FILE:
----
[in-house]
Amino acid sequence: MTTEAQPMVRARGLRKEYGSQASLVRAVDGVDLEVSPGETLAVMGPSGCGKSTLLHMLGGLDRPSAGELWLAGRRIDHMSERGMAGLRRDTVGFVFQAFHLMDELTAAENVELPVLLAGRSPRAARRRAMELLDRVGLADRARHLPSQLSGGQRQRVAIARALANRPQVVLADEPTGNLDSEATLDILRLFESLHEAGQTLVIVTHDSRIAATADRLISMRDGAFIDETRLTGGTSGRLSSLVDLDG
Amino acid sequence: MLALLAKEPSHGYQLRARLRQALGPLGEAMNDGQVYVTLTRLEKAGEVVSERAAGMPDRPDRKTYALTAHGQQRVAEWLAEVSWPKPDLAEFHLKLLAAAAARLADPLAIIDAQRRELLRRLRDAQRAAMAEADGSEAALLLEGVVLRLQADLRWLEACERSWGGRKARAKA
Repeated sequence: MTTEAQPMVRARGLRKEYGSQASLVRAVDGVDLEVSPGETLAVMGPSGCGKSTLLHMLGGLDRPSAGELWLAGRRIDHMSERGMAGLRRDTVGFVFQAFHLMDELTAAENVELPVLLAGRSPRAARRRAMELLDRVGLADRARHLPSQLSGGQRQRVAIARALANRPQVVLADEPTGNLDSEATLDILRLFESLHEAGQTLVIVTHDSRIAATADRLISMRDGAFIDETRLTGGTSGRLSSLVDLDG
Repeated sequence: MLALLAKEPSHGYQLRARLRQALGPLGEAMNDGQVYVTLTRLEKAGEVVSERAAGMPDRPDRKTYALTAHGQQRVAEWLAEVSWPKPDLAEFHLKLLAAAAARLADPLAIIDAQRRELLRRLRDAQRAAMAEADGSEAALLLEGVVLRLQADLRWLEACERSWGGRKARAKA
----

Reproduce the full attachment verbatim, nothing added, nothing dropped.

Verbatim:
[in-house]
Amino acid sequence: MTTEAQPMVRARGLRKEYGSQASLVRAVDGVDLEVSPGETLAVMGPSGCGKSTLLHMLGGLDRPSAGELWLAGRRIDHMSERGMAGLRRDTVGFVFQAFHLMDELTAAENVELPVLLAGRSPRAARRRAMELLDRVGLADRARHLPSQLSGGQRQRVAIARALANRPQVVLADEPTGNLDSEATLDILRLFESLHEAGQTLVIVTHDSRIAATADRLISMRDGAFIDETRLTGGTSGRLSSLVDLDG
Amino acid sequence: MLALLAKEPSHGYQLRARLRQALGPLGEAMNDGQVYVTLTRLEKAGEVVSERAAGMPDRPDRKTYALTAHGQQRVAEWLAEVSWPKPDLAEFHLKLLAAAAARLADPLAIIDAQRRELLRRLRDAQRAAMAEADGSEAALLLEGVVLRLQADLRWLEACERSWGGRKARAKA
Repeated sequence: MTTEAQPMVRARGLRKEYGSQASLVRAVDGVDLEVSPGETLAVMGPSGCGKSTLLHMLGGLDRPSAGELWLAGRRIDHMSERGMAGLRRDTVGFVFQAFHLMDELTAAENVELPVLLAGRSPRAARRRAMELLDRVGLADRARHLPSQLSGGQRQRVAIARALANRPQVVLADEPTGNLDSEATLDILRLFESLHEAGQTLVIVTHDSRIAATADRLISMRDGAFIDETRLTGGTSGRLSSLVDLDG
Repeated sequence: MLALLAKEPSHGYQLRARLRQALGPLGEAMNDGQVYVTLTRLEKAGEVVSERAAGMPDRPDRKTYALTAHGQQRVAEWLAEVSWPKPDLAEFHLKLLAAAAARLADPLAIIDAQRRELLRRLRDAQRAAMAEADGSEAALLLEGVVLRLQADLRWLEACERSWGGRKARAKA